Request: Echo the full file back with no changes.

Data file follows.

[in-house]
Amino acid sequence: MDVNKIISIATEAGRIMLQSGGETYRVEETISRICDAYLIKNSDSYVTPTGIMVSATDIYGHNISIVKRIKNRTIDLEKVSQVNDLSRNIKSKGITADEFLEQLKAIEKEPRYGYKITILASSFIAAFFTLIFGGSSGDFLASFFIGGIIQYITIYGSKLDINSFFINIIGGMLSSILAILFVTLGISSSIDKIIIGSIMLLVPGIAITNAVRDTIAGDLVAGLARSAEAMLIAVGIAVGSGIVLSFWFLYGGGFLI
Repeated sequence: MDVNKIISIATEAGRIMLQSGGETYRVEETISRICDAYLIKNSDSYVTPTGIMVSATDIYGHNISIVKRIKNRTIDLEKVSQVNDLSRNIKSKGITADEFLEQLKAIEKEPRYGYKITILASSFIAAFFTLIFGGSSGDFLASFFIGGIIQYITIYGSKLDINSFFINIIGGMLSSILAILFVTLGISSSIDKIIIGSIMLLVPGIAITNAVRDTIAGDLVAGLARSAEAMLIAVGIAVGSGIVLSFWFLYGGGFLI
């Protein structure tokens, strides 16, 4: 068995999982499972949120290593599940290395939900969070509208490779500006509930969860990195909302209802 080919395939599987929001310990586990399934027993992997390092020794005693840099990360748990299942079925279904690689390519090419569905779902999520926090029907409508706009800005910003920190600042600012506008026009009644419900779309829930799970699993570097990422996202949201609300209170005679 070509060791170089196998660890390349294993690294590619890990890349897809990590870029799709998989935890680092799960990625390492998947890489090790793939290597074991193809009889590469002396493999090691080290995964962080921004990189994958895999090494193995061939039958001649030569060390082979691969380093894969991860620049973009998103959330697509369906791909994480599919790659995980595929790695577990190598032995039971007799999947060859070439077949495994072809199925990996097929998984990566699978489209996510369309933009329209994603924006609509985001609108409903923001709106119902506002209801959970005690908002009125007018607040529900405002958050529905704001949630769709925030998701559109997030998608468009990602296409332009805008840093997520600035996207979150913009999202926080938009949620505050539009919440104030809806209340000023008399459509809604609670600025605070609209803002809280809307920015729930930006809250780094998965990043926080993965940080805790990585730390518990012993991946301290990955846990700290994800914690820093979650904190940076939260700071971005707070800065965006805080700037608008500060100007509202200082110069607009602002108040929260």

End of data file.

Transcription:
[in-house]
Amino acid sequence: MDVNKIISIATEAGRIMLQSGGETYRVEETISRICDAYLIKNSDSYVTPTGIMVSATDIYGHNISIVKRIKNRTIDLEKVSQVNDLSRNIKSKGITADEFLEQLKAIEKEPRYGYKITILASSFIAAFFTLIFGGSSGDFLASFFIGGIIQYITIYGSKLDINSFFINIIGGMLSSILAILFVTLGISSSIDKIIIGSIMLLVPGIAITNAVRDTIAGDLVAGLARSAEAMLIAVGIAVGSGIVLSFWFLYGGGFLI
Repeated sequence: MDVNKIISIATEAGRIMLQSGGETYRVEETISRICDAYLIKNSDSYVTPTGIMVSATDIYGHNISIVKRIKNRTIDLEKVSQVNDLSRNIKSKGITADEFLEQLKAIEKEPRYGYKITILASSFIAAFFTLIFGGSSGDFLASFFIGGIIQYITIYGSKLDINSFFINIIGGMLSSILAILFVTLGISSSIDKIIIGSIMLLVPGIAITNAVRDTIAGDLVAGLARSAEAMLIAVGIAVGSGIVLSFWFLYGGGFLI
């Protein structure tokens, strides 16, 4: 068995999982499972949120290593599940290395939900969070509208490779500006509930969860990195909302209802 080919395939599987929001310990586990399934027993992997390092020794005693840099990360748990299942079925279904690689390519090419569905779902999520926090029907409508706009800005910003920190600042600012506008026009009644419900779309829930799970699993570097990422996202949201609300209170005679 070509060791170089196998660890390349294993690294590619890990890349897809990590870029799709998989935890680092799960990625390492998947890489090790793939290597074991193809009889590469002396493999090691080290995964962080921004990189994958895999090494193995061939039958001649030569060390082979691969380093894969991860620049973009998103959330697509369906791909994480599919790659995980595929790695577990190598032995039971007799999947060859070439077949495994072809199925990996097929998984990566699978489209996510369309933009329209994603924006609509985001609108409903923001709106119902506002209801959970005690908002009125007018607040529900405002958050529905704001949630769709925030998701559109997030998608468009990602296409332009805008840093997520600035996207979150913009999202926080938009949620505050539009919440104030809806209340000023008399459509809604609670600025605070609209803002809280809307920015729930930006809250780094998965990043926080993965940080805790990585730390518990012993991946301290990955846990700290994800914690820093979650904190940076939260700071971005707070800065965006805080700037608008500060100007509202200082110069607009602002108040929260």